“Buy land,” Eddie Woolbright was known to quote the late humorist Will Rogers, “because they ain’t gonna make more.”

With his added access to army surplus, he bulldozed tracts of land, and a decade later, Beverly Hills, the first major subdivision in Cebu City, was created, and marketed to the city’s growing well-to-do locals, with the subdivision’s connotations of Hollywood and colonial American aesthetic. Eddie’s belief in the business potentials of central Cebu city enabled him to see much growth in his investments in land development, water drilling, construction, and general trading.

ON THE COVER The Woolbright sisters, Joy, Karen and Alice don Jun Escario’s Holiday Collection, photographed in their home by Joseph Ong. Hair and make-up by Jessie Glova.


Eddie had nine children: Rick, Anita, Marc, Gilbert, Alice, Kathy, Kristy, Karen and Joy. All recall that each holiday was as important to them as Christmas. Turkey Thanksgiving dinners, for example, as it was known in the Woolbright household, began when Eddie’s mom, Nell, came to visit sometimes in the 1960s. Eddie would buy a butterball turkey from the American base in Clark and she whipped up a traditional feast complete with cornbread stuffing, cranberry jelly, candied yams, garlic mashed potatoes and her famous giblet gravy which was poured literally all over the bird, as they do back in her home in Oklahoma. Grandma Nell also taught the cooks at Eddie’s Log Cabin to make the famous Coconut Cream Pie, another Eddie’s Log Cabin standard. Kathy also recollects, “It was also dad’s idea that the restaurant and the hotel should serve breakfast 24 hours, and since I loved my Mexican omelet, sliced ham, buttered toast I enjoyed being able to eat breakfast any time of the day.”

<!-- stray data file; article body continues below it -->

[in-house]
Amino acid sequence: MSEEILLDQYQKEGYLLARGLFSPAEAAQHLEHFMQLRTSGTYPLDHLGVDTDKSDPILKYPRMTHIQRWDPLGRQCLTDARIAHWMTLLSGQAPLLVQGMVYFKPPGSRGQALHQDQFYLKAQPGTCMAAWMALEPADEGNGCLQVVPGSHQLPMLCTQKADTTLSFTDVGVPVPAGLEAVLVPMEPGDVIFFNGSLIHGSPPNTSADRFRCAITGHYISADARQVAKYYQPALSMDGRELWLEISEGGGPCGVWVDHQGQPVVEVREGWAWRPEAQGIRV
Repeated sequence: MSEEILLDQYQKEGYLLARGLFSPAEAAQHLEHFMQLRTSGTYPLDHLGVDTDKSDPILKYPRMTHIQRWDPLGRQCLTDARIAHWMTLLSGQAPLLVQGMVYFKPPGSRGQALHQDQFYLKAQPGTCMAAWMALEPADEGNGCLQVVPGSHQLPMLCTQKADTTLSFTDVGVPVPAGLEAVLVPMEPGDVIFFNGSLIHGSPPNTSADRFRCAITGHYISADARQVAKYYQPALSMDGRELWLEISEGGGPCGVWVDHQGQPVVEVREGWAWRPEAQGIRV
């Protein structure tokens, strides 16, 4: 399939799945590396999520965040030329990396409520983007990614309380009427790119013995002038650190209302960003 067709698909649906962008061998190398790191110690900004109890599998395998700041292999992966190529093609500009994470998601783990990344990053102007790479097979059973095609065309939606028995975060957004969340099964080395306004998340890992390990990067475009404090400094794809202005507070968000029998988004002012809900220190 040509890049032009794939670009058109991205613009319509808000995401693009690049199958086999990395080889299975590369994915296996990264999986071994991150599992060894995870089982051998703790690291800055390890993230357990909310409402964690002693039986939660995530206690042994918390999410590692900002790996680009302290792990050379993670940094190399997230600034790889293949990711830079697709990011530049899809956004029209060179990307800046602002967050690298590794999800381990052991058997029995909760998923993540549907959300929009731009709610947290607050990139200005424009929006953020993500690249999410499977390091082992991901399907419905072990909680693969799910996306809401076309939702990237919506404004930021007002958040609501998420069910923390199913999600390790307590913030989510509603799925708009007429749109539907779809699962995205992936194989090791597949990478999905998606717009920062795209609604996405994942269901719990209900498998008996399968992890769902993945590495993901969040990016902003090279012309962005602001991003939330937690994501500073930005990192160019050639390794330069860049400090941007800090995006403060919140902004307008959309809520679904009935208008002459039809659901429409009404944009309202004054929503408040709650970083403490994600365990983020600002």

My dad taught me how to be humble. He told us stories about his younger days jumping trains, eating nothing but grapes for days just to go pick cotton. He had a hard life growing up and I guess he wanted us, his children, to know the meaning of hard work. He would say, “Nobody owes you a life in this world”. I didn’t understand it then but I do now. -Alice Woolbright